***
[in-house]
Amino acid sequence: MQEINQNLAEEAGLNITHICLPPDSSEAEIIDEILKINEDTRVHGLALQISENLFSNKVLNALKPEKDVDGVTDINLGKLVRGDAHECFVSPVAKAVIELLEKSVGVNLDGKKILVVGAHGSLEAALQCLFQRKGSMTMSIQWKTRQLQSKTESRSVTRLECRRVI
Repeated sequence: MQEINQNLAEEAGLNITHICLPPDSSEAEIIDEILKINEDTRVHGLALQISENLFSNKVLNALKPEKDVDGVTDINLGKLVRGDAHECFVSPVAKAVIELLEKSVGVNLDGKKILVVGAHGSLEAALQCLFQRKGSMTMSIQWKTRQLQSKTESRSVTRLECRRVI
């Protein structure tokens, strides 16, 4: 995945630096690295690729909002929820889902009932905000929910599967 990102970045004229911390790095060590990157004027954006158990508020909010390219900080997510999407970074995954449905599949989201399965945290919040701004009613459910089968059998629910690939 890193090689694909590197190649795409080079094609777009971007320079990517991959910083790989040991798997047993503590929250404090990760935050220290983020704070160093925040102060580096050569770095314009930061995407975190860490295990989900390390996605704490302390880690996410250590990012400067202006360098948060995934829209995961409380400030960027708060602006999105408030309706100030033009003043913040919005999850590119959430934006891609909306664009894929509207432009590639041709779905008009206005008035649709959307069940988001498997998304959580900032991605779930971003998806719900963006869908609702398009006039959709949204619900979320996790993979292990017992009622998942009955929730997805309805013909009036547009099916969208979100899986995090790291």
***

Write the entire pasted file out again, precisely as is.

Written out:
[in-house]
Amino acid sequence: MQEINQNLAEEAGLNITHICLPPDSSEAEIIDEILKINEDTRVHGLALQISENLFSNKVLNALKPEKDVDGVTDINLGKLVRGDAHECFVSPVAKAVIELLEKSVGVNLDGKKILVVGAHGSLEAALQCLFQRKGSMTMSIQWKTRQLQSKTESRSVTRLECRRVI
Repeated sequence: MQEINQNLAEEAGLNITHICLPPDSSEAEIIDEILKINEDTRVHGLALQISENLFSNKVLNALKPEKDVDGVTDINLGKLVRGDAHECFVSPVAKAVIELLEKSVGVNLDGKKILVVGAHGSLEAALQCLFQRKGSMTMSIQWKTRQLQSKTESRSVTRLECRRVI
């Protein structure tokens, strides 16, 4: 995945630096690295690729909002929820889902009932905000929910599967 990102970045004229911390790095060590990157004027954006158990508020909010390219900080997510999407970074995954449905599949989201399965945290919040701004009613459910089968059998629910690939 890193090689694909590197190649795409080079094609777009971007320079990517991959910083790989040991798997047993503590929250404090990760935050220290983020704070160093925040102060580096050569770095314009930061995407975190860490295990989900390390996605704490302390880690996410250590990012400067202006360098948060995934829209995961409380400030960027708060602006999105408030309706100030033009003043913040919005999850590119959430934006891609909306664009894929509207432009590639041709779905008009206005008035649709959307069940988001498997998304959580900032991605779930971003998806719900963006869908609702398009006039959709949204619900979320996790993979292990017992009622998942009955929730997805309805013909009036547009099916969208979100899986995090790291």